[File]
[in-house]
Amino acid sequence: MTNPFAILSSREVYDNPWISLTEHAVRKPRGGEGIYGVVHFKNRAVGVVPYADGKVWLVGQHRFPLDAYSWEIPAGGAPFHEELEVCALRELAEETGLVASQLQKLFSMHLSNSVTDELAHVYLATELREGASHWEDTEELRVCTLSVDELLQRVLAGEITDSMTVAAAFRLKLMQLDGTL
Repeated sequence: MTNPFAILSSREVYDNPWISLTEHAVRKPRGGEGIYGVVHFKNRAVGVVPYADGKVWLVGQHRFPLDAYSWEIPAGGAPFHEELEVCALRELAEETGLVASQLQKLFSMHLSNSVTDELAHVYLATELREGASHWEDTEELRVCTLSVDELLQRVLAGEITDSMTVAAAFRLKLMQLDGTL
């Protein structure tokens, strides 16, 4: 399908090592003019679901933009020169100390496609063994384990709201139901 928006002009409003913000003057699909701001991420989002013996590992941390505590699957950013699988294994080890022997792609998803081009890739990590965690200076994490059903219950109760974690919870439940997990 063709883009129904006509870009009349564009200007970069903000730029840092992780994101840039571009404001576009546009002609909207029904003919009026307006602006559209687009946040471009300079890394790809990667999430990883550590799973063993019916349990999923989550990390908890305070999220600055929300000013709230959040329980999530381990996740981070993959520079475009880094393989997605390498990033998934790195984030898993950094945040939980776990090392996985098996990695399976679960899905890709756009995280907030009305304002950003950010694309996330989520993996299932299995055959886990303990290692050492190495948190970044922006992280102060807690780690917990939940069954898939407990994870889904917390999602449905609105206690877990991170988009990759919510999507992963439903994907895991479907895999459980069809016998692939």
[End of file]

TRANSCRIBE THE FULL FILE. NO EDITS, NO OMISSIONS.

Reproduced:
[in-house]
Amino acid sequence: MTNPFAILSSREVYDNPWISLTEHAVRKPRGGEGIYGVVHFKNRAVGVVPYADGKVWLVGQHRFPLDAYSWEIPAGGAPFHEELEVCALRELAEETGLVASQLQKLFSMHLSNSVTDELAHVYLATELREGASHWEDTEELRVCTLSVDELLQRVLAGEITDSMTVAAAFRLKLMQLDGTL
Repeated sequence: MTNPFAILSSREVYDNPWISLTEHAVRKPRGGEGIYGVVHFKNRAVGVVPYADGKVWLVGQHRFPLDAYSWEIPAGGAPFHEELEVCALRELAEETGLVASQLQKLFSMHLSNSVTDELAHVYLATELREGASHWEDTEELRVCTLSVDELLQRVLAGEITDSMTVAAAFRLKLMQLDGTL
């Protein structure tokens, strides 16, 4: 399908090592003019679901933009020169100390496609063994384990709201139901 928006002009409003913000003057699909701001991420989002013996590992941390505590699957950013699988294994080890022997792609998803081009890739990590965690200076994490059903219950109760974690919870439940997990 063709883009129904006509870009009349564009200007970069903000730029840092992780994101840039571009404001576009546009002609909207029904003919009026307006602006559209687009946040471009300079890394790809990667999430990883550590799973063993019916349990999923989550990390908890305070999220600055929300000013709230959040329980999530381990996740981070993959520079475009880094393989997605390498990033998934790195984030898993950094945040939980776990090392996985098996990695399976679960899905890709756009995280907030009305304002950003950010694309996330989520993996299932299995055959886990303990290692050492190495948190970044922006992280102060807690780690917990939940069954898939407990994870889904917390999602449905609105206690877990991170988009990759919510999507992963439903994907895991479907895999459980069809016998692939």